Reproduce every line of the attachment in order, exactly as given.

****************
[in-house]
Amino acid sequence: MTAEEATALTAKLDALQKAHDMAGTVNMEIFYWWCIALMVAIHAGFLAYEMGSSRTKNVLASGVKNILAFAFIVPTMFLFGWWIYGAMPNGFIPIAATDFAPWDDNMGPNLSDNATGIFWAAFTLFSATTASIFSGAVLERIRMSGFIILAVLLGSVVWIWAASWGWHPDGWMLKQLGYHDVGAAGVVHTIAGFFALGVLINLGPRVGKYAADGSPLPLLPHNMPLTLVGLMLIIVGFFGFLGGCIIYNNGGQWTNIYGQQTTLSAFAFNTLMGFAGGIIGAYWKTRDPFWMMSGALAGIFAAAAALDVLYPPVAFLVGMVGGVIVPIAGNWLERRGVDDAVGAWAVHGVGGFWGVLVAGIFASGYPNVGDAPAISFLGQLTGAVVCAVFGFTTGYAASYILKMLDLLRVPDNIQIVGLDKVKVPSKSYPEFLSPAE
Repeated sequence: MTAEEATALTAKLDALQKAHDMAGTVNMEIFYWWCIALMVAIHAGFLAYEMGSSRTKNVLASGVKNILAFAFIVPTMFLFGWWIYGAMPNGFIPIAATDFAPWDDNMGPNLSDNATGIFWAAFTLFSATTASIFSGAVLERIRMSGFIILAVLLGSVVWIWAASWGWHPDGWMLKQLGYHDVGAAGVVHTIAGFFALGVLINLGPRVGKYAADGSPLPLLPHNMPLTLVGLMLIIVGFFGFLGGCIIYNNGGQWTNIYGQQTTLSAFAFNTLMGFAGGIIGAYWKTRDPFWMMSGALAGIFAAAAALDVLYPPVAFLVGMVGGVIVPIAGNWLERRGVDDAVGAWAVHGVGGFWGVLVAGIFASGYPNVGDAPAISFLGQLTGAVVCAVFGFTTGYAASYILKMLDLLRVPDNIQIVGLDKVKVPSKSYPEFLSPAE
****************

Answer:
[in-house]
Amino acid sequence: MTAEEATALTAKLDALQKAHDMAGTVNMEIFYWWCIALMVAIHAGFLAYEMGSSRTKNVLASGVKNILAFAFIVPTMFLFGWWIYGAMPNGFIPIAATDFAPWDDNMGPNLSDNATGIFWAAFTLFSATTASIFSGAVLERIRMSGFIILAVLLGSVVWIWAASWGWHPDGWMLKQLGYHDVGAAGVVHTIAGFFALGVLINLGPRVGKYAADGSPLPLLPHNMPLTLVGLMLIIVGFFGFLGGCIIYNNGGQWTNIYGQQTTLSAFAFNTLMGFAGGIIGAYWKTRDPFWMMSGALAGIFAAAAALDVLYPPVAFLVGMVGGVIVPIAGNWLERRGVDDAVGAWAVHGVGGFWGVLVAGIFASGYPNVGDAPAISFLGQLTGAVVCAVFGFTTGYAASYILKMLDLLRVPDNIQIVGLDKVKVPSKSYPEFLSPAE
Repeated sequence: MTAEEATALTAKLDALQKAHDMAGTVNMEIFYWWCIALMVAIHAGFLAYEMGSSRTKNVLASGVKNILAFAFIVPTMFLFGWWIYGAMPNGFIPIAATDFAPWDDNMGPNLSDNATGIFWAAFTLFSATTASIFSGAVLERIRMSGFIILAVLLGSVVWIWAASWGWHPDGWMLKQLGYHDVGAAGVVHTIAGFFALGVLINLGPRVGKYAADGSPLPLLPHNMPLTLVGLMLIIVGFFGFLGGCIIYNNGGQWTNIYGQQTTLSAFAFNTLMGFAGGIIGAYWKTRDPFWMMSGALAGIFAAAAALDVLYPPVAFLVGMVGGVIVPIAGNWLERRGVDDAVGAWAVHGVGGFWGVLVAGIFASGYPNVGDAPAISFLGQLTGAVVCAVFGFTTGYAASYILKMLDLLRVPDNIQIVGLDKVKVPSKSYPEFLSPAE